Global perspectives

Andrew Harding FCMA, CGMA

IIRC Council Member and <IR> Business Network participant

CEO Management Accounting, Association of International Certified Professional Accountants

Susan S. Coffey, CPA, CGMA

Executive Vice President Public Practice, Association of International Certified Professional Accountants


For many businesses, financial and non-financial assets have become the most important determinants of long-term value creation. That’s because ultimately, virtually all current "non-financial" information finds its way into future financial outcomes.

This development has prompted ever louder calls for a change in the way businesses report and communicate the value they create.

The work of the IIRC has responded positively to this need for a new reporting model that reflects the rapidly changing business environment. It has raised the issue of integrated reporting with business leaders and the accounting community, giving it the priority it rightly deserves.

At the Association we believe that it is time for the wider corporate sector to start accounting for the business as a whole, rather than just the balance sheet.

Our belief in and commitment to this is shown by our endorsement of the IIRC - we have been involved in its work since its inception through both the Chartered Institute of Management Accountants (CIMA) and the Association of International Certified Professional Accountants, and we continue to play an active role in promoting it. That is because accountants and finance professionals are central to driving this necessary change in corporate reporting. What is more, they already have the training and expertise to implement it.

The finance function embodies the spirit of integrated reporting because it too gathers information from all parts of the organization to create a picture of where value lies. Integrated reporting takes this one stage further, looking to uncover the intangible value while encouraging greater reflection on how the business creates value, and not only the value itself. That alignment also means there is a pathway for finance professionals to take their place alongside senior leadership.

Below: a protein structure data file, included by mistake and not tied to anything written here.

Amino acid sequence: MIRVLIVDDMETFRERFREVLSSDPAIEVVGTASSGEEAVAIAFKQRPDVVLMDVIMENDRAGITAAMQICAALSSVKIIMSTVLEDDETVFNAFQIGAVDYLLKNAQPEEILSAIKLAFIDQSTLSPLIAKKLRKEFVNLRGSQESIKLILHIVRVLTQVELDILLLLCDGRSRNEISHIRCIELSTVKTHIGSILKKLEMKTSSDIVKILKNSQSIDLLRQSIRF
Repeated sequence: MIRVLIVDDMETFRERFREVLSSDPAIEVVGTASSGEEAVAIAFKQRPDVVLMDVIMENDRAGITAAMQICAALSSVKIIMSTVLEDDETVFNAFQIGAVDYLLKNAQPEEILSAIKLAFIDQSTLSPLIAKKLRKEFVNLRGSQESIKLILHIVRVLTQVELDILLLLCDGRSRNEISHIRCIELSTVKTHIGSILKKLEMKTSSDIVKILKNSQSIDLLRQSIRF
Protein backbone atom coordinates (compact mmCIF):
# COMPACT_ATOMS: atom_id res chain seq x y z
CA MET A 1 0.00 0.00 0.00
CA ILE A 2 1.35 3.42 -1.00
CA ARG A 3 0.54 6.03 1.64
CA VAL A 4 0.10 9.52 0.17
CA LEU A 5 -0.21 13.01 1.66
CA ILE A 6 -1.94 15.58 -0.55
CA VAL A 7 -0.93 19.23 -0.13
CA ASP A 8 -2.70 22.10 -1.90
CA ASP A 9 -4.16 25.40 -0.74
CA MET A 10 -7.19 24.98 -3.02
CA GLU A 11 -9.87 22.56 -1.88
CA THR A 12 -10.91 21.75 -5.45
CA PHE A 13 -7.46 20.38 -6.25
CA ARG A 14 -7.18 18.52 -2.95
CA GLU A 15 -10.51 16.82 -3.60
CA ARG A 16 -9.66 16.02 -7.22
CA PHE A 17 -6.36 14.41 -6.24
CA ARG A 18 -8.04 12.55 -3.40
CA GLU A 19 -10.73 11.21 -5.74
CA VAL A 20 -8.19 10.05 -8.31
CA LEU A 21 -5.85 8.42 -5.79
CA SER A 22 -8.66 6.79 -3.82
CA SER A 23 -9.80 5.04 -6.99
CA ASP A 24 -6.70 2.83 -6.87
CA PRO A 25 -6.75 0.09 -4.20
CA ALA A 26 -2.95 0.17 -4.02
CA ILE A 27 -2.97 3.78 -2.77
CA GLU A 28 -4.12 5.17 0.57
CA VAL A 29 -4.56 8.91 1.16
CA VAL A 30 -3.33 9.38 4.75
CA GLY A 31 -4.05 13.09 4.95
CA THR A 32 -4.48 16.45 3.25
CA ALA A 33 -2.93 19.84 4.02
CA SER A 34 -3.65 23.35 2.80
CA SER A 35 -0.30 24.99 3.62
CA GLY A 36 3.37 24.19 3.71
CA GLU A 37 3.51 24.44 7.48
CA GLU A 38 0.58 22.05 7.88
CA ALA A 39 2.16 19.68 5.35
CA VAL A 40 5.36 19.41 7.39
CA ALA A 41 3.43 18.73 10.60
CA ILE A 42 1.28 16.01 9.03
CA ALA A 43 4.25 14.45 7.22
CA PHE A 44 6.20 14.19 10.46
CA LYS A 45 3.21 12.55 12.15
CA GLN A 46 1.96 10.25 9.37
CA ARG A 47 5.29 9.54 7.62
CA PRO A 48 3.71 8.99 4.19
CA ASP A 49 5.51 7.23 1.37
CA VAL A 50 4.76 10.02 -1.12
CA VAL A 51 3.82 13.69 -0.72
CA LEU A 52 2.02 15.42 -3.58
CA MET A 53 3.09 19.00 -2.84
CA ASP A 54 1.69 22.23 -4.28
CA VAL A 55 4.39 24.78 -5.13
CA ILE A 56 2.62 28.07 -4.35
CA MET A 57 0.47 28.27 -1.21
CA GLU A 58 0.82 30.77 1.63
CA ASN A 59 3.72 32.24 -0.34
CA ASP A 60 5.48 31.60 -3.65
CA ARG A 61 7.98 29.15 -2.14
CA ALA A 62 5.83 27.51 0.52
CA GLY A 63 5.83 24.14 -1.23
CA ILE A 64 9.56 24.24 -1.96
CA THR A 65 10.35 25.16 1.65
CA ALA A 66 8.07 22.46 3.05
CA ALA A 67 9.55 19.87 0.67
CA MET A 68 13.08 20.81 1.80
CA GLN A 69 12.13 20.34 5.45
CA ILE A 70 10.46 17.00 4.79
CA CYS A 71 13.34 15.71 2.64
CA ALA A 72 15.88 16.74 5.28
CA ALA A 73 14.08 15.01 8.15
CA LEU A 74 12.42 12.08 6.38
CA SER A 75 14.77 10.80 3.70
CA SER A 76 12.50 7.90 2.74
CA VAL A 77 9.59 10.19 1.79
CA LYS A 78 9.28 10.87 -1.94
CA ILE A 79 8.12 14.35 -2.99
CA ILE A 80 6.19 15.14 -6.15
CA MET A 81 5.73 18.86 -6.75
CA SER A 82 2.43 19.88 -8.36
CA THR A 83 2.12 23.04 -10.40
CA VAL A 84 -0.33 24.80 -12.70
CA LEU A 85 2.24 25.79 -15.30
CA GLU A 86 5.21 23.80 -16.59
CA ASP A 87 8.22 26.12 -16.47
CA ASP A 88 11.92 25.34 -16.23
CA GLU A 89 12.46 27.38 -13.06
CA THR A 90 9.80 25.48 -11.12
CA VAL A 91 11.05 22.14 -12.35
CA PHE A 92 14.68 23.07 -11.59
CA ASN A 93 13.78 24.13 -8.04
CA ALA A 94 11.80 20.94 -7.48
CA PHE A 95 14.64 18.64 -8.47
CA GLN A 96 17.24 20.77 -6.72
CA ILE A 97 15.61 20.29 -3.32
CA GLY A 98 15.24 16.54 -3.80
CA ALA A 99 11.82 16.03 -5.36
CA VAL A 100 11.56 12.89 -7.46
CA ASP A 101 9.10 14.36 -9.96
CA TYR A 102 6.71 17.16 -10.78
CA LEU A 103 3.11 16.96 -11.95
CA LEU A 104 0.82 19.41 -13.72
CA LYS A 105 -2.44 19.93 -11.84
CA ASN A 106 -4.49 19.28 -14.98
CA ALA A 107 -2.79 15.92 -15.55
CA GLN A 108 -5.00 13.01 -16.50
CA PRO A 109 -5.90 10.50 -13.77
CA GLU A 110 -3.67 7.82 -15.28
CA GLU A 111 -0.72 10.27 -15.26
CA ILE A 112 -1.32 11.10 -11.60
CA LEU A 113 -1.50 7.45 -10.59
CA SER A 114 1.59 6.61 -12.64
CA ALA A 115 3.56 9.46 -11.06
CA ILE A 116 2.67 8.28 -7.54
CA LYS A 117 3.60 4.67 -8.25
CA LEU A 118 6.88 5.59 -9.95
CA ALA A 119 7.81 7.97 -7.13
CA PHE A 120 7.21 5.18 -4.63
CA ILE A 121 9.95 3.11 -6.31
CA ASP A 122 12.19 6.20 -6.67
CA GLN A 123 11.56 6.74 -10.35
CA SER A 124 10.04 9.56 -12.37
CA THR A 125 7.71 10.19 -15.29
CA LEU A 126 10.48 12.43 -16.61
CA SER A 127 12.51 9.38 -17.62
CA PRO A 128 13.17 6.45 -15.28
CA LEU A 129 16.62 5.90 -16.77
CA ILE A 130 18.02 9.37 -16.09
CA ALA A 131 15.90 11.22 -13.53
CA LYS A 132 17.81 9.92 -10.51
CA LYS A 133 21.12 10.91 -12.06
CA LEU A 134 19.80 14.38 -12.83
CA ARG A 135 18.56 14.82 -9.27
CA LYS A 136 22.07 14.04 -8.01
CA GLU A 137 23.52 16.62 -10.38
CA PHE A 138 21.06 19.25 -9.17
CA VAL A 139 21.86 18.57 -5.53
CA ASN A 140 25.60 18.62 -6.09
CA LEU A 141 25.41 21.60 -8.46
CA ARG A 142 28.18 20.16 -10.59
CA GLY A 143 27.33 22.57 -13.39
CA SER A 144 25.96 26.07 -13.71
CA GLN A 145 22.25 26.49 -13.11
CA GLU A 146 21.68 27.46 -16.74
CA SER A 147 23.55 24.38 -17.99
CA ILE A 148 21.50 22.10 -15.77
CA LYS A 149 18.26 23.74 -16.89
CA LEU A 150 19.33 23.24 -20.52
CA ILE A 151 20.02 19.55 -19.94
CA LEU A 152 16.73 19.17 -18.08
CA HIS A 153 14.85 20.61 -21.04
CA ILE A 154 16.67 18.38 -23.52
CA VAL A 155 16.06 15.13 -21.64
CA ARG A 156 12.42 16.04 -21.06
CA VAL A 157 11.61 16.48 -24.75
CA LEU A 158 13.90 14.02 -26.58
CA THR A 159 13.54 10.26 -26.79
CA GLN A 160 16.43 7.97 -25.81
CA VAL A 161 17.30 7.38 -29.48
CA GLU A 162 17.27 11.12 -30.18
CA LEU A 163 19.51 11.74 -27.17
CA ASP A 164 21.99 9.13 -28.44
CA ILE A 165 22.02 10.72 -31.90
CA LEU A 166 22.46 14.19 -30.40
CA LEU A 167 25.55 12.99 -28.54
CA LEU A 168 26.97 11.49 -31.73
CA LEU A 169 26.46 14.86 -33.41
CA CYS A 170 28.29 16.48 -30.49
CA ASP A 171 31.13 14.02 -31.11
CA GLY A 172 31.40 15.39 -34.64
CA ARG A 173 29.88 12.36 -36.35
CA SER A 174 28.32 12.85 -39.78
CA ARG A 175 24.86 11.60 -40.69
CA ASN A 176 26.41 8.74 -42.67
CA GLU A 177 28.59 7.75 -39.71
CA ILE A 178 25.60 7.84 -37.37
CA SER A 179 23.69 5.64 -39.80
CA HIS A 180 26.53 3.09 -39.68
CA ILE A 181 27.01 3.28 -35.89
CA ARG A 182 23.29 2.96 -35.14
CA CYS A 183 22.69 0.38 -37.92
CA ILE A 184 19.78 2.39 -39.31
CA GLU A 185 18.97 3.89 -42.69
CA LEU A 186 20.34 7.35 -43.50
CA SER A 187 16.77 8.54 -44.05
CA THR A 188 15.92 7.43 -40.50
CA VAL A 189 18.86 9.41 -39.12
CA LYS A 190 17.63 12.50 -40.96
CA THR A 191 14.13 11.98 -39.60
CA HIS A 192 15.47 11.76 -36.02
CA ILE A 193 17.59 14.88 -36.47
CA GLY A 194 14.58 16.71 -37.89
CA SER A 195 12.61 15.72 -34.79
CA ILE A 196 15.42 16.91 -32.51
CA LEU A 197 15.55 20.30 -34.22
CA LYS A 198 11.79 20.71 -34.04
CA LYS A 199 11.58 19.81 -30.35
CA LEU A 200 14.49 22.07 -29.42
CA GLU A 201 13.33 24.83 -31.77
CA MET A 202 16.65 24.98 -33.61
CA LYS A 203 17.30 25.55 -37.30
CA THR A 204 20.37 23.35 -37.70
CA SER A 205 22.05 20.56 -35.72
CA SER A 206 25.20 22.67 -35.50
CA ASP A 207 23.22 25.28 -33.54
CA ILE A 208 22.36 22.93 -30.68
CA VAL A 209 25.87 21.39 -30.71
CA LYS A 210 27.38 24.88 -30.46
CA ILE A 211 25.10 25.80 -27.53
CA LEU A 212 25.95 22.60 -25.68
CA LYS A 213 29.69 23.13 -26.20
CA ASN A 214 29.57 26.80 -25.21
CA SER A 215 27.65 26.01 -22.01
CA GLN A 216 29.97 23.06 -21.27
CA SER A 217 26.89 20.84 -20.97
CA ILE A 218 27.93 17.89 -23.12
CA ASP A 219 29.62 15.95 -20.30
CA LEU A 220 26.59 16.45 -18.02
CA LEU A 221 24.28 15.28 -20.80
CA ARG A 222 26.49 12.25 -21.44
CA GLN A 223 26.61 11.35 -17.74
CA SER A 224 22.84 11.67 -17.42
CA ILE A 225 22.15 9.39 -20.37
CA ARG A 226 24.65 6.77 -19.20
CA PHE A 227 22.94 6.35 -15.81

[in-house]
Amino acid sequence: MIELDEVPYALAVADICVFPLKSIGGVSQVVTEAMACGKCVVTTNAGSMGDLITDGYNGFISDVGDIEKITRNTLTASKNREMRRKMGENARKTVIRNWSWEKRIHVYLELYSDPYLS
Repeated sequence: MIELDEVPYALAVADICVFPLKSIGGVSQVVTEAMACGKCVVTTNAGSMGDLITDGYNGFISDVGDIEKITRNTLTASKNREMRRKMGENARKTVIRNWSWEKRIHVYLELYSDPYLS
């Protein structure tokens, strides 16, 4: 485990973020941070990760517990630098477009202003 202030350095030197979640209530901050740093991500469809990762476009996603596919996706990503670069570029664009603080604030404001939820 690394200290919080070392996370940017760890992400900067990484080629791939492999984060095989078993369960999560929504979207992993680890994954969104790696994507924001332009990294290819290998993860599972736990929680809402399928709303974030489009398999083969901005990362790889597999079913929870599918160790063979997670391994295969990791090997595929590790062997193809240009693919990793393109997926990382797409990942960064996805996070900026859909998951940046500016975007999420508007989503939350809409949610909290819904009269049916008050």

We have moved to embed this link more explicitly in our syllabus, recognizing integrated reporting and its growing global prominence. It features in our professional learning for current and future management accounting practitioners. The 2019 CIMA Professional Qualification Syllabus includes the IIRC and the International <IR> Framework. This is then mirrored in the Chartered Global Management Accountant (CGMA) Competency Framework (2019 edition) that is designed to help management accountants and their employers understand the knowledge requirements and assess the skills needed for both current and desired roles.

As we move into the second decade of the IIRC, we do so in an even more disrupted world. However, it does present an opportunity for integrated reporting to really take hold, as the concept is well suited to a volatile, multi-layered, multi-stakeholder business environment, where being nimble is a critical strength. It is a world where tangible value is less visible and new universal metrics are needed to demonstrate how a business contributes not only to its shareholders but also to its multiple stakeholders and beyond.

The IIRC has already shown its own change-readiness, consulting this year on the future shape of the framework. This is a solid step towards creating a consistent international standard which we believe will make integrated reporting more appealing to those organizations that have yet to commit to it.

Uncertainty has always been part of doing business. The difference we see at this time, is that uncertainty has never been more prominent. Being as equipped as possible to make decisions in this environment is an excellent countermeasure. Integrated reporting provides this. As we enter the next phase of the IIRC’s mission, it looks like its time has come.